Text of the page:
It has been 21 years since solicitors first acquired rights of audience in the higher courts but it has only been in the last decade or so that they began to seriously consider the advantages of keeping advocacy in-house.
Many firms have created their own advocacy units consisting of solicitor advocates and barristers, the latter realising that they had a better source of work as an in-house advocate within a firm of solicitors rather than awaiting ever reducing numbers of instructions coming into chambers. In the face of the significant legal aid cuts and further changes afoot, duty solicitor contracts for solicitors to cover police stations and magistrates’ courts to be reduced, with Magistrates Court work diminishing in terms of both volume and income, solicitors realise that the future lies in conducting Crown Court work themselves instead of instructing external counsel. The introduction of a fixed fee to cover all defence costs, including advocacy made this stance more attractive to solicitors. There are now more than 6,500 solicitor-advocates. More and more trainee solicitors are being encouraged to attend Higher Rights course as an elective to their PSC. Firms have become more focussed on how their future advocacy services will be delivered and by whom.
From the point of view of the clients, there had for many years, before 1994, been the plea to their tried and trusted solicitor of “You have always represented me in the Magistrates Court, why can’t you represent me in the Crown Court?” Now clients can have the continuity they desire.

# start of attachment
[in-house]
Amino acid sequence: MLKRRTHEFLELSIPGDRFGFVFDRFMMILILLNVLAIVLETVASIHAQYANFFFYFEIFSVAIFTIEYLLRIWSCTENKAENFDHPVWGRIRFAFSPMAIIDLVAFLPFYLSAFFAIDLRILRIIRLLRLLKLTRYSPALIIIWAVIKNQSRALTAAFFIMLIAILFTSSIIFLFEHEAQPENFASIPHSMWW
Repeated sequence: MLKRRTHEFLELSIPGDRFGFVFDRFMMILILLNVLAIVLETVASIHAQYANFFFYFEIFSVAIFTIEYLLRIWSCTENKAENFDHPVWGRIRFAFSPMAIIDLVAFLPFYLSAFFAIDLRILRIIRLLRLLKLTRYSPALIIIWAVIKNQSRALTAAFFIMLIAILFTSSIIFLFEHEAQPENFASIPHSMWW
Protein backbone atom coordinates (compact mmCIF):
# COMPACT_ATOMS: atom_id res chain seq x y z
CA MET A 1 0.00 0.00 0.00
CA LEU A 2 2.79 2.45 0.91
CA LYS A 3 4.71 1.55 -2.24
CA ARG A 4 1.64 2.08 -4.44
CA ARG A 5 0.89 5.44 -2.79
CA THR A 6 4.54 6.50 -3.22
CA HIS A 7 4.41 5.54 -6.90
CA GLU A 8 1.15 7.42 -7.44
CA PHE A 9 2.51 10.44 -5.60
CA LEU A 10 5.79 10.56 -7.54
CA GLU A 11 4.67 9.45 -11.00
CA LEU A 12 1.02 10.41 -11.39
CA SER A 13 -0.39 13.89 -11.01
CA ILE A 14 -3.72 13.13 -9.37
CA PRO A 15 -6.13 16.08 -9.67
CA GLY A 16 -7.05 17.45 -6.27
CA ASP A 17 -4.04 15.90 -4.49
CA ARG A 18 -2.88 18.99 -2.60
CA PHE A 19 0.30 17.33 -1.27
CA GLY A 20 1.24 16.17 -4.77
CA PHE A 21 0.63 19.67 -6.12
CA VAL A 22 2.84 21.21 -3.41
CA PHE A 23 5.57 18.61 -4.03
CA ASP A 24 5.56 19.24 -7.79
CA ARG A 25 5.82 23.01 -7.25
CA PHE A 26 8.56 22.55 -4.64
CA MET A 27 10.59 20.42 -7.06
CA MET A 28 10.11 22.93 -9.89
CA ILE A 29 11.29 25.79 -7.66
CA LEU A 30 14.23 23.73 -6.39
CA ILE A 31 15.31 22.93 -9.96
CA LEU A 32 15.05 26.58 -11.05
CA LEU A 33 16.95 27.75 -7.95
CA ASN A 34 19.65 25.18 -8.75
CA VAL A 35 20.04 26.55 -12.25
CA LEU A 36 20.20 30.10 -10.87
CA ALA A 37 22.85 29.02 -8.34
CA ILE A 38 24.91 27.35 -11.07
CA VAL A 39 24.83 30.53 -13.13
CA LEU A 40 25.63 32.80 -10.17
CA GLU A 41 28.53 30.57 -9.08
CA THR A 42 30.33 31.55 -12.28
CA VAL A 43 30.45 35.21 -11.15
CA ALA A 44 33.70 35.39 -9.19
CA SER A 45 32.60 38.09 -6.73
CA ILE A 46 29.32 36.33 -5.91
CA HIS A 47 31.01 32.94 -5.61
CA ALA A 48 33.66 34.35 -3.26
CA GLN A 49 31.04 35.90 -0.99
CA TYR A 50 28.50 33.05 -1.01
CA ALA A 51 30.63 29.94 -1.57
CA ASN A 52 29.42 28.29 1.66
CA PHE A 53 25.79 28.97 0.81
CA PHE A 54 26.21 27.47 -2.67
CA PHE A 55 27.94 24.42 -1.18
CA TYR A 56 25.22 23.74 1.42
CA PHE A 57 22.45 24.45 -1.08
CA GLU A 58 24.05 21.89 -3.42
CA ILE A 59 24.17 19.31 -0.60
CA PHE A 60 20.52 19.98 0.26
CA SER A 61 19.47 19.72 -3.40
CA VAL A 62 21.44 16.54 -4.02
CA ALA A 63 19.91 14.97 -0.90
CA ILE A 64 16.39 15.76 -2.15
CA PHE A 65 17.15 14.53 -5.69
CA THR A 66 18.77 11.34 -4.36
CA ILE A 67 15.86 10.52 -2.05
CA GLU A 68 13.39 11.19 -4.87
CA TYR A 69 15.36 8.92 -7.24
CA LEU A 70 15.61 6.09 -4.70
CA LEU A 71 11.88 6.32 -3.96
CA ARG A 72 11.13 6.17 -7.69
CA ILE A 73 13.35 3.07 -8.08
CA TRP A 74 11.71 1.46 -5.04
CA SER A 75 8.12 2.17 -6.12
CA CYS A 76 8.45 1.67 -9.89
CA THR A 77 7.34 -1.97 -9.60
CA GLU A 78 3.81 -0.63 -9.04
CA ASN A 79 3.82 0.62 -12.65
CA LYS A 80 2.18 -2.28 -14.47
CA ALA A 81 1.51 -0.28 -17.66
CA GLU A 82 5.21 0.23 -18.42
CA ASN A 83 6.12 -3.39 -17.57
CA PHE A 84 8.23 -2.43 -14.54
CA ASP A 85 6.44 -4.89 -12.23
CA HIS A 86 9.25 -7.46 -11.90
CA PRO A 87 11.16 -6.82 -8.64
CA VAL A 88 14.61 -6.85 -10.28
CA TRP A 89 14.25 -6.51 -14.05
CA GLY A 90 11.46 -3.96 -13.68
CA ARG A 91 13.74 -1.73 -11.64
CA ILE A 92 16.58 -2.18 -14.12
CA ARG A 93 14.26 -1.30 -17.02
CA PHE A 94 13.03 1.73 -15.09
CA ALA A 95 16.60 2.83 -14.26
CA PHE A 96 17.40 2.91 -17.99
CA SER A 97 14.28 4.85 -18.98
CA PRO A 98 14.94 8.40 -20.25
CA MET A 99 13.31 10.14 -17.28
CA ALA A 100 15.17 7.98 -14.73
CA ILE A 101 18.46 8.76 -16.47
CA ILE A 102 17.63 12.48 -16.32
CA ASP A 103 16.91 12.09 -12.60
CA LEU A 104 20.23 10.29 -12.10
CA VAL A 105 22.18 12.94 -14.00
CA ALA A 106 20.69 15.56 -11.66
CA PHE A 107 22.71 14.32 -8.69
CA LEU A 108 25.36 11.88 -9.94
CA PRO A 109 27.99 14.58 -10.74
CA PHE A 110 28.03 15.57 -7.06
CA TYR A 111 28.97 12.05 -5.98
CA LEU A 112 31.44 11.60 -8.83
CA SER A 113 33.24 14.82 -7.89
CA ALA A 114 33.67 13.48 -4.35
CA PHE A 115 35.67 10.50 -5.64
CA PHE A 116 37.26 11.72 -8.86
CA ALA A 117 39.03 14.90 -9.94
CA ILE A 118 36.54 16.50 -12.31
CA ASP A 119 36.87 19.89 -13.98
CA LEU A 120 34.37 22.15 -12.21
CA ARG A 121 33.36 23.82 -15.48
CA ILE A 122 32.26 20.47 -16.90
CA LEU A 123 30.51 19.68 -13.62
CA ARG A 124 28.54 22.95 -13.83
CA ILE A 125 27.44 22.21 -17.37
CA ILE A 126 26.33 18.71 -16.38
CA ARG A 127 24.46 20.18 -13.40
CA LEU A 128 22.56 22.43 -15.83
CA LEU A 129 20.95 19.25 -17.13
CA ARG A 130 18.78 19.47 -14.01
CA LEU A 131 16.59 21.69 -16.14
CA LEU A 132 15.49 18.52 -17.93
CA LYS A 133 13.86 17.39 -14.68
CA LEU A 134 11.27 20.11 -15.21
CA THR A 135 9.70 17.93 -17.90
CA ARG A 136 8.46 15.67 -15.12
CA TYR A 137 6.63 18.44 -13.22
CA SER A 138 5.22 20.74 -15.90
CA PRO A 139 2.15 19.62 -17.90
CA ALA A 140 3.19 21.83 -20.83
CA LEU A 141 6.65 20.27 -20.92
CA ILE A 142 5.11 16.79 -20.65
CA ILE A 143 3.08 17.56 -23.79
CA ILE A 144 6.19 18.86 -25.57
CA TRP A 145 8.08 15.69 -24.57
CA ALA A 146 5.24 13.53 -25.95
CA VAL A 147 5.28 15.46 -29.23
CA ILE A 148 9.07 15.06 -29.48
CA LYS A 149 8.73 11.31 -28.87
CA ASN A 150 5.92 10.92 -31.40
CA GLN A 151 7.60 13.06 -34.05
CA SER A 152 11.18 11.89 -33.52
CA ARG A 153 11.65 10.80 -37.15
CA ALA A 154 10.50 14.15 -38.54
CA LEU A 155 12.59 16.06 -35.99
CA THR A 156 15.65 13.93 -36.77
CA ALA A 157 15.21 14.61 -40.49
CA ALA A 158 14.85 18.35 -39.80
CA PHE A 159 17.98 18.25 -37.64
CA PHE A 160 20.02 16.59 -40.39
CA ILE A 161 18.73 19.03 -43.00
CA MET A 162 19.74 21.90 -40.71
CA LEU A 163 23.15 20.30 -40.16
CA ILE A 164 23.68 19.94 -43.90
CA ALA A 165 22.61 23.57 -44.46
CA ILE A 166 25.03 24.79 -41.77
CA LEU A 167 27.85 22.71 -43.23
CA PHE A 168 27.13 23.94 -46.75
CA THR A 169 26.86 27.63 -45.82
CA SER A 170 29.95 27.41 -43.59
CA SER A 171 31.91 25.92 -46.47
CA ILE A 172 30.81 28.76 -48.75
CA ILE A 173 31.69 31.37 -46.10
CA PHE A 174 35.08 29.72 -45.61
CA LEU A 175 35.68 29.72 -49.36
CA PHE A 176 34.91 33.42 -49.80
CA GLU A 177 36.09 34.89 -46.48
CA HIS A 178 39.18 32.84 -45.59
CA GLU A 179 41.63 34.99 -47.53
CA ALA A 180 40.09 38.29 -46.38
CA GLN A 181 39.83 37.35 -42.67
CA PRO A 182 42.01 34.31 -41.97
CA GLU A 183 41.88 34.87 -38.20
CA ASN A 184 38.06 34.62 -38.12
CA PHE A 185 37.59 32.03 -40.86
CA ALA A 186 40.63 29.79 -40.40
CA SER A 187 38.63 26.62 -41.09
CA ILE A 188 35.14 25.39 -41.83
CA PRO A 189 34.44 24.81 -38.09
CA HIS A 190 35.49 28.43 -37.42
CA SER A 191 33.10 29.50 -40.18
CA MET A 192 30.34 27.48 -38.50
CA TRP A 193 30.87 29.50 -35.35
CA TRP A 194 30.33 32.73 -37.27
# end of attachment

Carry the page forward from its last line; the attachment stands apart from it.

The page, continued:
In his 2014 report on criminal advocacy, Sir Bill Jeffrey, noted there has been ‘a marked shift’ in the distribution of advocacy work in the Crown court away from the bar, with ‘many more solicitor-advocates than there were in the years following the liberalisation of the rights of audience’. Between 2005/06 and 2012/13, the percentage of publicly funded cases in which the defence was conducted by a solicitor-advocate rose from 4% to 24% of contested trials, and from 6% to 40% of guilty pleas. Both statistics are ‘on a rising trend’.
That trend faces a potential barrier that may curtail its’ ‘rise’. The latest, albeit delayed, threat to clients having the continuity they wish, with the advocate of their choice, is the so called Quality Assurance Scheme for Advocates (QASA), developed by the BSB, the Solicitors Regulation Authority and ILEX Professional Standards
On 24 June 2015, the Supreme Court handed down its judgement in the litigation challenging the introduction of QASA. The Supreme Court dismissed the claimants’ appeal and upheld QASA as lawful and proportionate. It appears registration for the scheme by advocates remains suspended while the judgement is considered and a new plan for implementation is devised. The SRA website reads –
If you do not intend to undertake trials at Level 2, please register at Level 2a. Please note you will be required to attend an approved assessment centre to be assessed against all of the standards in order to be fully accredited and re-accredited.